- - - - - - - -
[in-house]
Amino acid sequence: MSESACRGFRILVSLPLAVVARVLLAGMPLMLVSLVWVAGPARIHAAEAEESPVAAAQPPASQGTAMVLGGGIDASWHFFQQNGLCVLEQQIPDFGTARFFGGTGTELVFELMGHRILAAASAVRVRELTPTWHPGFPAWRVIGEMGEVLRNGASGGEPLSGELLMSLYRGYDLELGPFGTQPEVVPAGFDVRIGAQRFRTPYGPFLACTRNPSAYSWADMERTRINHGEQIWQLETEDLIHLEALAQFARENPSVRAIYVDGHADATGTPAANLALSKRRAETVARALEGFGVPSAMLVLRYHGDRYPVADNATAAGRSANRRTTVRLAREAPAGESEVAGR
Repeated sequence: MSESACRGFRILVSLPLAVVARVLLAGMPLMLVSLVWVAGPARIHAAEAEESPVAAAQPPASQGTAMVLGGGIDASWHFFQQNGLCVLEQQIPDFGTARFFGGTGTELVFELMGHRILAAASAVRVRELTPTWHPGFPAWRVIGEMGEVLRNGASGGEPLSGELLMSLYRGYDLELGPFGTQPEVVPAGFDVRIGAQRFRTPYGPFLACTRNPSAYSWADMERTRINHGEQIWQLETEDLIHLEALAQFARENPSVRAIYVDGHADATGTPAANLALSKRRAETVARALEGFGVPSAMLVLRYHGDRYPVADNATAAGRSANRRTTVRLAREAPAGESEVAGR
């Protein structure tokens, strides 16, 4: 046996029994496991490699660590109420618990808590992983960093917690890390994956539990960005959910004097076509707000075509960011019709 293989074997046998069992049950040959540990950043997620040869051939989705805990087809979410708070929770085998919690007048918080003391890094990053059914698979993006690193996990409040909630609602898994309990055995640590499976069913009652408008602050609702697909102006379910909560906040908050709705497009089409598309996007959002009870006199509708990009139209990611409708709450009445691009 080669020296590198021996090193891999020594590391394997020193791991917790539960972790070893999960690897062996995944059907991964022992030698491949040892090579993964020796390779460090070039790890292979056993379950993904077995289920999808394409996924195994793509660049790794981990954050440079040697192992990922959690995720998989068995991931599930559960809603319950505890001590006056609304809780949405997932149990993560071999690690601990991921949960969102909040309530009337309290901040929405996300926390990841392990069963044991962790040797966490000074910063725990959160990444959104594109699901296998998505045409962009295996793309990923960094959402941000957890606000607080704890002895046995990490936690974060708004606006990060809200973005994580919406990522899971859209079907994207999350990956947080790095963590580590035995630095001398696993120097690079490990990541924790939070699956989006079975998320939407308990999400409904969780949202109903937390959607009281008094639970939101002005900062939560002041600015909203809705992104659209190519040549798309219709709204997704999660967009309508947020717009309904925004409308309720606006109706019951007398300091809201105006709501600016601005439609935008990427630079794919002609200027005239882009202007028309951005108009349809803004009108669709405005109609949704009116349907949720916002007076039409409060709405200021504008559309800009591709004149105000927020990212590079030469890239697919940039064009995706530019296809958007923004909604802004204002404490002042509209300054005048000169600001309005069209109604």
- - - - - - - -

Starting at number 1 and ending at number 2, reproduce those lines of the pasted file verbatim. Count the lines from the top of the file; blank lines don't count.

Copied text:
[in-house]
Amino acid sequence: MSESACRGFRILVSLPLAVVARVLLAGMPLMLVSLVWVAGPARIHAAEAEESPVAAAQPPASQGTAMVLGGGIDASWHFFQQNGLCVLEQQIPDFGTARFFGGTGTELVFELMGHRILAAASAVRVRELTPTWHPGFPAWRVIGEMGEVLRNGASGGEPLSGELLMSLYRGYDLELGPFGTQPEVVPAGFDVRIGAQRFRTPYGPFLACTRNPSAYSWADMERTRINHGEQIWQLETEDLIHLEALAQFARENPSVRAIYVDGHADATGTPAANLALSKRRAETVARALEGFGVPSAMLVLRYHGDRYPVADNATAAGRSANRRTTVRLAREAPAGESEVAGR